Equity and good qualities in policy bring benefits and bad qualities exacerbate problems. For example, the reparations of World War I led to the chaos that birthed Nazism. The generosity of the Marshall Plan led to trading partners, stability and national well deserved pride. Moral coherence leads to success and stability. The Millennium Development Goals represent a Global Marshall Plan’s beginning. History shows us what really works.

Ethical values work on every level.  I would like to add two new rules for Nations.

First, the Rule of Nations: “Treat other nations as you wish your nation to be treated.

Second, the Rule of the Powerful: “As one does so shall others do.”

We are faced with a moment of collective truth: the ethical, spiritually based insights of the wise coincide with material physical imperatives for survival. The value of the love of power must give way to the power of love. In today’s world, leadership must be guided by the duty to love one’s neighbor as oneself. This includes the duty to protect the weakest neighbor. And, today, the whole world is one neighborhood – a moral location, not just a physical one.

What was once an admonition as a personal necessity for inner growth has now become a principle that we must learn to utilize in forming public policies. The rule is offended by ethnic and religious exclusivity and prejudice, nationalistic expansionism, economic injustice and environmental irresponsibility. How should we view the security of people?

May I suggest that Timothy Wirth, when he was United States Under Secretary of State for Global Affairs, was correct when he stated that a productive focus of multilateral security should begin with people:

Security is now understood in the context of human security. Human security is about the 1 billion individuals who live in abject poverty. It is about the 800 million people who go hungry every day -- the 240 million malnourished. The 17 million who die each year from easily preventable diseases fall into this definition of security, as do the 1.3 billion people without access to clean water and the more than 2 billion people who do not benefit from safe sanitation.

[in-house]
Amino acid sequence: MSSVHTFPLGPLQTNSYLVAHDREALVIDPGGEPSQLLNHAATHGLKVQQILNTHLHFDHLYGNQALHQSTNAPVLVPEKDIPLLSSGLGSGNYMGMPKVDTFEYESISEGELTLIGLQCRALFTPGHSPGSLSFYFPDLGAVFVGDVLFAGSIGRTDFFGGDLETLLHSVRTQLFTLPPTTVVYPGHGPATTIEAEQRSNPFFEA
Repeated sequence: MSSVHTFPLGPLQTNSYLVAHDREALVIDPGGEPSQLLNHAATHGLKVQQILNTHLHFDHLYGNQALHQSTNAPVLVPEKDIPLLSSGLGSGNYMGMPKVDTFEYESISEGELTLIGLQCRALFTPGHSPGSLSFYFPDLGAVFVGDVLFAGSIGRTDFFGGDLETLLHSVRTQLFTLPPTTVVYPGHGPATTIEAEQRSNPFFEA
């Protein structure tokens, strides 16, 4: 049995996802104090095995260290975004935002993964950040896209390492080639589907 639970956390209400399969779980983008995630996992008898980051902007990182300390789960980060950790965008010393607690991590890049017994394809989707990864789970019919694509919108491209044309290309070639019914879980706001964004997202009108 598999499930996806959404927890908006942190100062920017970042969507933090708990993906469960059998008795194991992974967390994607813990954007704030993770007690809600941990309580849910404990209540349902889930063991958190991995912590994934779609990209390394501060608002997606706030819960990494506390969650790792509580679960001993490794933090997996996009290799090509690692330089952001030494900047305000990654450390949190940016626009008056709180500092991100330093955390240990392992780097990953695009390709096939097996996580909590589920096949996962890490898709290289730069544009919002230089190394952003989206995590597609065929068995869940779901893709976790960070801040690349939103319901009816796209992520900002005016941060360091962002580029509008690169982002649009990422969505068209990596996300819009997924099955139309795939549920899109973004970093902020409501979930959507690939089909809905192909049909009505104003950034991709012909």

Is this not similar to Jesus admonition to see the presence of God in the least amongst us?

Failure to change from the flawed paradigm in which security is pursued primarily through violence reinforces the brutality inflicted upon millions of daily lives destroyed by conventional weapons, including small arms and anti personnel land mines. And we cannot overlook the exorbitant economic waste and social costs of militarism -- more than ten trillion dollars since the end of the Cold War.

If we do not quickly get over the ridiculous excessive attachment to that which divides us, we will fail to establish effective institutions and policies in our time and we will fail to treat future generations as we would be treated. Such failure cannot be accepted by any parent who has looked into the eyes of their children.

We have developed excessively sophisticated technologies for destruction. For our survival, we require appropriate social and human technologies for cooperation, for disarmament -- for our very humanity.

Angaangaq Angakkorsuaq is an Eskimo-Kalaallit Elder. At the Millennium World Peace Summit at the United Nations he said that his peoples’ history goes back thousands of years and only now are we finding lakes in the Artic ice cap. He questioned, “You have technology that is melting the ice. When will we develop a technology to melt the human heart?”  Living the Golden Rule is that technology. Yes, there is a there bottom line and it should not be ignored. Yes, there is also a human ideal and it must be continually pursued and lived. States must begin to do it and each of us must do it.  May we be ones who demonstrate those human values in action.